The tee shot has to be on the mark, and there’s a pond on the right – which is reachable from the up tees – between the fairway and green as the hole bends in that direction. The approach shot covers a lot of water and can’t go long. Come up short and right, and you’ll get a good view of the stone wall fronting the green.
“No. 3 is about as good a hole as you’ll ever play,” said Brooks Blackburn, director of golf at Palmetto Golf Club and a member of USC Aiken’s Hall of Fame. “Longer hitters will have to lay up a little bit to avoid going through into a hazard. But then to flight your ball over the hazard coming into a green that’s – if you hit it pin high or a little bit long left, you’re done. You’re gonna kick over into the trees. You know, we played our national championships out there when I was at (USC) Aiken, 95, and it was a great test of golf. It was in great condition.”
The third hole played the toughest on the course at the 1995 NCAA Division II Men’s Golf Championship. The stroke average was 4.63, according to a story in the May 21, 1995 issue of the Aiken Standard. Blackburn and his teammates finished second by 10 shots behind national champion Florida Southern and USCA’s Brian Kassel, also a Hall of Famer, tied for second individually behind future PGA Tour pro Briny Baird of Valdosta State.
Hole No. 15 — the fifteenth hole at The River Golf Club
So this current three-hole stretch has already covered two holes with prominent ties to championship tournaments. Let’s add a third.
North Augusta’s The River Golf Club hosted the Kandy Waters Memorial Classic, a staple of the Hooters/NGA/SwingThought Tour, and has been traversed by scores of professional golfers. One of those is two-time major champion Zach Johnson, who nearly erased Elliot Gealy’s seven-shot, 54-hole lead before finishing two back in 2002.
Australian Jamie Rogers won the inaugural event in 2000, and former University of Georgia golfer Justin Bolli won in a playoff the next year. Those were both nice paydays, each north of $20,000, but both had opportunities at an additional $20,000 after the round.
They just had to birdie the 15th hole, a par 4 billed at 461 yards from all the way back that rates as the course’s toughest.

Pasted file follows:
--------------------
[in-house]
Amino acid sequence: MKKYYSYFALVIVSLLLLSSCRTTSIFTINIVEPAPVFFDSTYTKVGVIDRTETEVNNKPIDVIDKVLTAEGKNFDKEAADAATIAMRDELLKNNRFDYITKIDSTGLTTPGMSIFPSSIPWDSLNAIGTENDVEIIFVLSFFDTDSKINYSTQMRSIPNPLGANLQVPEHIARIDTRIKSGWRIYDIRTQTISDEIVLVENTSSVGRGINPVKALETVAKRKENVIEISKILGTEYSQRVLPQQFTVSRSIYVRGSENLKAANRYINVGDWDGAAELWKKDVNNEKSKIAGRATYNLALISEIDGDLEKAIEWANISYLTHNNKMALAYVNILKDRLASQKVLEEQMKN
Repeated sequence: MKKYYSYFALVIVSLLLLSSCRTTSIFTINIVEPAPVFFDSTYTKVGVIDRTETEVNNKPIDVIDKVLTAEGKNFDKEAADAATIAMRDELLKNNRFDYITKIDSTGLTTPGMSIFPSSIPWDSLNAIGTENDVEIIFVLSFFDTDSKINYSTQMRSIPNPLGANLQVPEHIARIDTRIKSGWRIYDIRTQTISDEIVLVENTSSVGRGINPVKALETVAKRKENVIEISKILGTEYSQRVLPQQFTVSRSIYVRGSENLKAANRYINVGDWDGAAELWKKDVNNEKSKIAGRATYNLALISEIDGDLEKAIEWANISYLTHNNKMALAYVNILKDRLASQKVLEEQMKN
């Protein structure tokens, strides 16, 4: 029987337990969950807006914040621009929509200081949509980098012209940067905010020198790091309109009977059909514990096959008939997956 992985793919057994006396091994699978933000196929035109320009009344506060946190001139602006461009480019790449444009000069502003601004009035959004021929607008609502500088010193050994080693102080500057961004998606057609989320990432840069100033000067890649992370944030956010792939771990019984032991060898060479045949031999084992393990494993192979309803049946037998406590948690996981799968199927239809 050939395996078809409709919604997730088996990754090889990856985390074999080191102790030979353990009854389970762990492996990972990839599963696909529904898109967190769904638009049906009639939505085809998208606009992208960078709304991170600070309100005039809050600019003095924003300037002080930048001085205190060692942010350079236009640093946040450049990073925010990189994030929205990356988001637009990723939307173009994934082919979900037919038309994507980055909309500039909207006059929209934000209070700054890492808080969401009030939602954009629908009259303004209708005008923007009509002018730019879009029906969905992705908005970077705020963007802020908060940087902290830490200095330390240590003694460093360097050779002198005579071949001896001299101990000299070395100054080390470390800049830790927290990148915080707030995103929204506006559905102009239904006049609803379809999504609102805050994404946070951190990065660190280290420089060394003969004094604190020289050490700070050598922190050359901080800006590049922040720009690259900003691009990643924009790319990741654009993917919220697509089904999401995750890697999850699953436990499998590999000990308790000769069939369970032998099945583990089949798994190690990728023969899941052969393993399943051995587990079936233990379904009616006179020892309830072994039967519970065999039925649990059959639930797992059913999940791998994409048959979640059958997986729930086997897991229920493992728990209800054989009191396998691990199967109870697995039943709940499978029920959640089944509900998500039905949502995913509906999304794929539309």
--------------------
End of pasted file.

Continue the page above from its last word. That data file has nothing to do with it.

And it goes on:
Neither one did. Rogers hit his approach into the water, and Bolli missed a 45-footer for birdie.
For that kind of money, it makes sense to pick a hole that even the pros can’t turn into an easy 3.
“We’ve got a back tee on that hole that’s pretty long, and that hole is often into the wind, also. And that was also during the winter,” said Chris Verdery, the director of golf who’s been at The River Golf Club since before it opened in 1998 just in time for the Masters rush. “That hole, the breeze in your face, it’s 465 or 470 into the wind over water, so there’s not a lot of cutting corners. Birdie, even for an extremely impressive professional player, was probably a 10 percent chance or something.”
There’s water in front of the tee box and rough and bunkers down the right side, so hitting the fairway is a must. From there, it’s still a mid-iron into the green.
“The 15th hole is a phenomenal par 4,” said Blackburn. ”... If you leak it right, you’re probably gonna hit it in the water so you’ve got to keep it down the left side a little bit. And then you’re gonna have a long shot to a green that’s pretty brutal – it’s got a little spine in the middle of it.”
If you’ve made it this far, you’ve survived the toughest stretch in our Greens of Dreams series. I promise it will get easier from here – it can’t get harder. So how are we setting up the finish? You’ll have to check back next Thursday for the conclusion of our six-week round of the area’s best golf holes.